LUBBOCK, TX -- Those on the Texas Tech campus Friday may have noticed a handful of colorful headscarves and tribal bracelets. It's just one way Tech's African Students Organization hopes to raise awareness for the nearly 300 Nigerian girls kidnapped from their school last month.
"When you see all of us around here wearing the same headties, the same bracelets, of coures you're going to ask 'what is this for?'" according to Ibukun "Blessing" Adetomiwa. "And by letting them know, then they let somebody else know. And then they let somebody else know."
And what Blessing wants everyone to know, is how upset this tragedy has made her. That's because, as a young Nigerian student herself, the situation hits too close to home.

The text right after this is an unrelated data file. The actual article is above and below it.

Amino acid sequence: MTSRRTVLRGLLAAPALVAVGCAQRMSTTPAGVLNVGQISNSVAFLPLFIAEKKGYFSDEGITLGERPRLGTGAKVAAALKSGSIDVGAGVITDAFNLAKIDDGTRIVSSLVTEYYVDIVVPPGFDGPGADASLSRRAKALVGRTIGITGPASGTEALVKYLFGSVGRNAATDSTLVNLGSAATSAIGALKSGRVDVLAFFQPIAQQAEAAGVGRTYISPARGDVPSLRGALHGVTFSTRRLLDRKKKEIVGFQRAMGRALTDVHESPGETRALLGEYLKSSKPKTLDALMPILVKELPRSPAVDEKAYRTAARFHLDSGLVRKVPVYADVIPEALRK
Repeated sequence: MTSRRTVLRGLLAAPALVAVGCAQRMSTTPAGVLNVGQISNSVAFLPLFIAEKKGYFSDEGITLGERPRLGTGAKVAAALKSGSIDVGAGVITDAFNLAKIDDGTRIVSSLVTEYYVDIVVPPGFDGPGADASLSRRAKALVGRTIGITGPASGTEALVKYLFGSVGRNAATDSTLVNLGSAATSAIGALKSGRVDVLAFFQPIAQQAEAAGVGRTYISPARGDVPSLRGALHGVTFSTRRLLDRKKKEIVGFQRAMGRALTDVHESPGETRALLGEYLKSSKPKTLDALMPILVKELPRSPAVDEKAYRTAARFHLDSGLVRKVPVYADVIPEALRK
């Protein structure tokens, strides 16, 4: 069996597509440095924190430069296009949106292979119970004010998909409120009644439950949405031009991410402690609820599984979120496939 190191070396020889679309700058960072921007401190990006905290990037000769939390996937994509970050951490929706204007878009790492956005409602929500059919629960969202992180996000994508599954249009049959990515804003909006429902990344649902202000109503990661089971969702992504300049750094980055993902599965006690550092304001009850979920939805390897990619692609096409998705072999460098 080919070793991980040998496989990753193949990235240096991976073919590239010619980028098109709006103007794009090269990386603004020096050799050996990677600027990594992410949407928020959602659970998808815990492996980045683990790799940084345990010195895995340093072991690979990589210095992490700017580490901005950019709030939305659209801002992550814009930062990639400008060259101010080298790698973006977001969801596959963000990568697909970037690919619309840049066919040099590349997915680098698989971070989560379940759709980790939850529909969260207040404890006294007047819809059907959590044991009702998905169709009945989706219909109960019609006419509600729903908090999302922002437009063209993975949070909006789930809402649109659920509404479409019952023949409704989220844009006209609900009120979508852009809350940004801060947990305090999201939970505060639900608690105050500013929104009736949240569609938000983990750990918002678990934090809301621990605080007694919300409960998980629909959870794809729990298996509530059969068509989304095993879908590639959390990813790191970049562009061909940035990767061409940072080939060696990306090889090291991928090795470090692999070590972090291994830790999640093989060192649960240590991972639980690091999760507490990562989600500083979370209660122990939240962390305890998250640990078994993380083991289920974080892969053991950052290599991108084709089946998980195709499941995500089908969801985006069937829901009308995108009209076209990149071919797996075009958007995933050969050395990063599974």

"I could be one. I could have been in nigeria, studying, and I could have been kidnapped," she says. "What would my mother have done?"
Tibor Nagy is the Vice Provost for International Affairs at Tech. But, he also spent two years in Nigeria, as the Deputy US Ambassador. He says that Boko Haram -- the group responsible for the kidnapping -- has been at such things for years. Both he and Blessing believe the US can play a role when it comes to bringing those girls home.
"Intelligence sharing, drones, communication and coordination," Nagy says. "[All areas] where we can help the Nigerians."
"We need a miracle, we need prayers, and that the US can definitely help Nigeria to help us get rid of Boko Haram," Blessing says. "And to find these girls."
Tech's ASO has also been very active in perpetuating the hashtag #bringourgirlshome on various social media outlets.
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